One of the common characteristics of the addictive personality is an inability to delay gratification. This means that the individual finds it hard to resist immediate rewards, even if it means sacrificing better rewards that could be achieved by waiting. One of the key things that people need to learn during their time in a rehab programme is how to make sacrifices now in order to reap the rewards later. This vital life skill greatly increases the chances of being successful in recovery.
The ability to delay gratification is linked closely to another skill known as impulse control. This is the ability of the individual to resist doing something they may be detrimental. It is common for individuals dealing with metal health problems like obsessive-compulsive disorder to have poor impulse control, and the same is true for those caught up in alcohol or drug addiction. This inability to control impulses means being unable to stop doing things that are dangerous either to themselves or others. One of the reasons people may not be able to delay gratification is that they are dealing with impulse control issues.
The ability to delay gratification is usually something that individuals develop as they move into adulthood. Some people are better at it than others are, and those developing this ability to a high degree are usually the most successful in life. The benefits of being able to delay gratification in recovery include:
- in order to achieve great things it is vital to make sacrifices now in order to reap the rewards later
- having a much better chance of reaching their potential and achieving their goals
- preparing for the future, and those who fail to do this usually suffer as a result
- in order to build a good life free of addiction, the individual is going to have to make some initial sacrifices – it takes time and effort to build a strong sobriety
- those individuals who have good impulse control are going to be far less at risk of relapse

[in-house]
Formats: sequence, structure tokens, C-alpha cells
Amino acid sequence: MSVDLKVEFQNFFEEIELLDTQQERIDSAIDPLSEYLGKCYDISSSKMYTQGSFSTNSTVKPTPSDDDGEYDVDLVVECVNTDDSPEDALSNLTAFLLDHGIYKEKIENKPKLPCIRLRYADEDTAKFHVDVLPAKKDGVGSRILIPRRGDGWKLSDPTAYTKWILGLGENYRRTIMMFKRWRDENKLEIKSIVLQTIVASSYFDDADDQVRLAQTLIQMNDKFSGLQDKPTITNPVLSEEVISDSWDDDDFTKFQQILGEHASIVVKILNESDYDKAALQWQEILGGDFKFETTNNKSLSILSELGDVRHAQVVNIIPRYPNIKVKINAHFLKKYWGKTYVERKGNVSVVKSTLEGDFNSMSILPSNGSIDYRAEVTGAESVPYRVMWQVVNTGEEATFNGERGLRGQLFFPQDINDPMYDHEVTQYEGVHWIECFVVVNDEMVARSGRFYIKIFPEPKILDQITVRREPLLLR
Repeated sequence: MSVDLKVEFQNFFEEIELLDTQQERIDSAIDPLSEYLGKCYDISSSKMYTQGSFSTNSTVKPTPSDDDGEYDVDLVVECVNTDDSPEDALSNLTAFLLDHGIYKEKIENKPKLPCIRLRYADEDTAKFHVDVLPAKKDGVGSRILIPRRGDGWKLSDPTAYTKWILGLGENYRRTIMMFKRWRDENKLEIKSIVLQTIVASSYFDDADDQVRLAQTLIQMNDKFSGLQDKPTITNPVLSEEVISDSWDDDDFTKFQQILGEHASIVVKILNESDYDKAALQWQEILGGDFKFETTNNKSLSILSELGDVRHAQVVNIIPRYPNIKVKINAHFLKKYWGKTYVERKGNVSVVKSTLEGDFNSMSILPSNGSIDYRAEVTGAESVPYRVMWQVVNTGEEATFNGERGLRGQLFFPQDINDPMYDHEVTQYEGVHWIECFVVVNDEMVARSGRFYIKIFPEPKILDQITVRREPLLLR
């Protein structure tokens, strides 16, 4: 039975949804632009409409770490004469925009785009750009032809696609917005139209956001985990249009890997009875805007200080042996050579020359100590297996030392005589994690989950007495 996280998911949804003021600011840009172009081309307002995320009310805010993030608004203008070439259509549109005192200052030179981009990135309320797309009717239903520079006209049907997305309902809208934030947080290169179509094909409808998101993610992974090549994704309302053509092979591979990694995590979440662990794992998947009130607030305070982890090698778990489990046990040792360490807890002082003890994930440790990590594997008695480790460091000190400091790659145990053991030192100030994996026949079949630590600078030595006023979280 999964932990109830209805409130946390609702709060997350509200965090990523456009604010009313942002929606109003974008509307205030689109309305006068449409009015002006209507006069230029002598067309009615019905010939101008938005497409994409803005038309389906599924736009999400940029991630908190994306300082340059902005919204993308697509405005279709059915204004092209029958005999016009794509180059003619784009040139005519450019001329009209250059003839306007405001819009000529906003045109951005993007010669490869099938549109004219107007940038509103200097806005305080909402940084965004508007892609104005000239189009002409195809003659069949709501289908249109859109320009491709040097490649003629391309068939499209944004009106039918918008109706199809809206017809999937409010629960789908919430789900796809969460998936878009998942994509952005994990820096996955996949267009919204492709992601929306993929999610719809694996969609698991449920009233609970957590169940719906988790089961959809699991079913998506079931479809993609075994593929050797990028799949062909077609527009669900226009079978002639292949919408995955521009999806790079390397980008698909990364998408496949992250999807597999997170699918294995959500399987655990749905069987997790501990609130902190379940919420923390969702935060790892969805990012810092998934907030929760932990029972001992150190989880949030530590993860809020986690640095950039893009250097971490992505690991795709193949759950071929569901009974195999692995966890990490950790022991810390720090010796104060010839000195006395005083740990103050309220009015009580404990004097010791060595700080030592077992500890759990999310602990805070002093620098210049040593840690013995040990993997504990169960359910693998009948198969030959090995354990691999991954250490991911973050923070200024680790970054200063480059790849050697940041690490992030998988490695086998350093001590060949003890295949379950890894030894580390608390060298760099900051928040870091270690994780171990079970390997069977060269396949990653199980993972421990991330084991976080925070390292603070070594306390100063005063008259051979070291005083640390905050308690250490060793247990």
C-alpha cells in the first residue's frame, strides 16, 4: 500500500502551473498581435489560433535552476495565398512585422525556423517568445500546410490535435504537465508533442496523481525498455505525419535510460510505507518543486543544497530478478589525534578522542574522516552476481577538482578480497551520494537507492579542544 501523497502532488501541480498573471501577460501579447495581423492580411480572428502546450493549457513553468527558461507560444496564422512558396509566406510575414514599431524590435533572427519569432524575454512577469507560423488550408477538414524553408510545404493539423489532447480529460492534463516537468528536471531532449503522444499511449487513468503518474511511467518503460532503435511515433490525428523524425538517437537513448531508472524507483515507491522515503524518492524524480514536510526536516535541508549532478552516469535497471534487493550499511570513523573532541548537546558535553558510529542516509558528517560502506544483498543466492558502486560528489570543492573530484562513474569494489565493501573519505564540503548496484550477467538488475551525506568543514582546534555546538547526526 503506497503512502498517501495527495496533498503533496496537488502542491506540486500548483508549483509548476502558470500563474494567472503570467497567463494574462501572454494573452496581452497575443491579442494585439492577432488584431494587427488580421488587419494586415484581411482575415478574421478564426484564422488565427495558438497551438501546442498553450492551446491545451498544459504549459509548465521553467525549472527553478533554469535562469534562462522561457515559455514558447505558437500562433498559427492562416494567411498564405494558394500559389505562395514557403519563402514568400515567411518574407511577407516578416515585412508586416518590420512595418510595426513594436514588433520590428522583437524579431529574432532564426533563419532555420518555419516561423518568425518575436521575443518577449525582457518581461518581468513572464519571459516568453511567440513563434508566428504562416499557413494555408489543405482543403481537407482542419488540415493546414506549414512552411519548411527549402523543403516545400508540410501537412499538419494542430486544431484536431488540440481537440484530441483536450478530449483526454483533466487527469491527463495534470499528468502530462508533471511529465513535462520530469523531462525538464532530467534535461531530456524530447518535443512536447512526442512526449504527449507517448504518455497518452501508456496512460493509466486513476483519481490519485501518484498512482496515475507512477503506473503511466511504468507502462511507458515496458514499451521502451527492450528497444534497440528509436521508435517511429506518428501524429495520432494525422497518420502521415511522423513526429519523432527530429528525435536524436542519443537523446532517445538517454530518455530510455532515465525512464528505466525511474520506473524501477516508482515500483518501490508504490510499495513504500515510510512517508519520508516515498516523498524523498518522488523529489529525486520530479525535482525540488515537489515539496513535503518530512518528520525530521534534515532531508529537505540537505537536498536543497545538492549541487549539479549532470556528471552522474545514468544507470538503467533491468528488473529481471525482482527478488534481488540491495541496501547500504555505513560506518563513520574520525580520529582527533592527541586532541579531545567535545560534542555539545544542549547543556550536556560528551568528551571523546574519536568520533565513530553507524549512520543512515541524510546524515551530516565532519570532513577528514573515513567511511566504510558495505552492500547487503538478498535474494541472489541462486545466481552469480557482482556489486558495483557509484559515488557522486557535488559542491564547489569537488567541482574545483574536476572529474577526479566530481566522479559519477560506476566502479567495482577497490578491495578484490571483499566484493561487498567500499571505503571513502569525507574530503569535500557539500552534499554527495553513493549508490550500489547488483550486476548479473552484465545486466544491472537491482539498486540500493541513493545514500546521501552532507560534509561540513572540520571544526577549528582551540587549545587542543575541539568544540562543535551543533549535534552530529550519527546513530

- working towards a goal is one of the most satisfying aspects of life but people who are unable to delay gratification never really experience this
- the ability to delay gratification makes life more enjoyable in recovery, and this ability to sacrifice now for rewards later means the individual is less likely to develop dry drunk syndrome
- improved impulse control gives the person a sense of mastery over their new life, and it decreases the likelihood of developing new maladaptive behaviours.
Some deal with severe impulse control issues so, in this situation, the help of a professional is likely to be required. For most people though, learning to delay gratification is just a skill that needs to be picked up. A number of steps can be taken to develop this ability in recovery:
- setting goals that require making sacrifices
- keeping a diary and recording the results of delaying gratification – there is a difference between knowing intellectually about delaying gratification and actually experiencing the benefits of doing this
- practices like mindfulness mediation can be effective at helping people improve their level of impulse control
- some individuals find that mental visualisations are a good way to increase the motivation for delaying gratification
- this ability can be improved by repetition – every time a person delays gratification, it makes it easier to do it next time.